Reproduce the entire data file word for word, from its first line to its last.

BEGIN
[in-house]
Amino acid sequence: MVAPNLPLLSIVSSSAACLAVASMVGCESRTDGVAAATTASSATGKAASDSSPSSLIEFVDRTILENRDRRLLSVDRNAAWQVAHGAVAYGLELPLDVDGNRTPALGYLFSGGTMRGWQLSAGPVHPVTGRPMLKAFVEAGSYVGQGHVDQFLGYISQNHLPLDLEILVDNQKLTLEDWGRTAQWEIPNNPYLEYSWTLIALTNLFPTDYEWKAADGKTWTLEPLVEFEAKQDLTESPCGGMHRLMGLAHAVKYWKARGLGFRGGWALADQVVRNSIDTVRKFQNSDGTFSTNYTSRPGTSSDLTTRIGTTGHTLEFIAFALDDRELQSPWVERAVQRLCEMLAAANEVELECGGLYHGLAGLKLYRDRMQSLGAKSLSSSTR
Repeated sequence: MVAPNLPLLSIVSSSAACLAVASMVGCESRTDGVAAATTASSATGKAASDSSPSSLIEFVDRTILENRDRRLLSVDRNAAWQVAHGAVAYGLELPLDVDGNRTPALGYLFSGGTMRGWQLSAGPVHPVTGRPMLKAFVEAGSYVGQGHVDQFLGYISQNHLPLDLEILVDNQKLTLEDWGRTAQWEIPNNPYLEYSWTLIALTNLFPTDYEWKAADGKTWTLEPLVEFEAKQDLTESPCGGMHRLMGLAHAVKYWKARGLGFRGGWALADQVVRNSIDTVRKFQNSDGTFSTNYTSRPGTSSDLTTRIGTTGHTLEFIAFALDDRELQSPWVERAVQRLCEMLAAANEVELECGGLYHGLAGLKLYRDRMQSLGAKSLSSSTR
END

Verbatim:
[in-house]
Amino acid sequence: MVAPNLPLLSIVSSSAACLAVASMVGCESRTDGVAAATTASSATGKAASDSSPSSLIEFVDRTILENRDRRLLSVDRNAAWQVAHGAVAYGLELPLDVDGNRTPALGYLFSGGTMRGWQLSAGPVHPVTGRPMLKAFVEAGSYVGQGHVDQFLGYISQNHLPLDLEILVDNQKLTLEDWGRTAQWEIPNNPYLEYSWTLIALTNLFPTDYEWKAADGKTWTLEPLVEFEAKQDLTESPCGGMHRLMGLAHAVKYWKARGLGFRGGWALADQVVRNSIDTVRKFQNSDGTFSTNYTSRPGTSSDLTTRIGTTGHTLEFIAFALDDRELQSPWVERAVQRLCEMLAAANEVELECGGLYHGLAGLKLYRDRMQSLGAKSLSSSTR
Repeated sequence: MVAPNLPLLSIVSSSAACLAVASMVGCESRTDGVAAATTASSATGKAASDSSPSSLIEFVDRTILENRDRRLLSVDRNAAWQVAHGAVAYGLELPLDVDGNRTPALGYLFSGGTMRGWQLSAGPVHPVTGRPMLKAFVEAGSYVGQGHVDQFLGYISQNHLPLDLEILVDNQKLTLEDWGRTAQWEIPNNPYLEYSWTLIALTNLFPTDYEWKAADGKTWTLEPLVEFEAKQDLTESPCGGMHRLMGLAHAVKYWKARGLGFRGGWALADQVVRNSIDTVRKFQNSDGTFSTNYTSRPGTSSDLTTRIGTTGHTLEFIAFALDDRELQSPWVERAVQRLCEMLAAANEVELECGGLYHGLAGLKLYRDRMQSLGAKSLSSSTR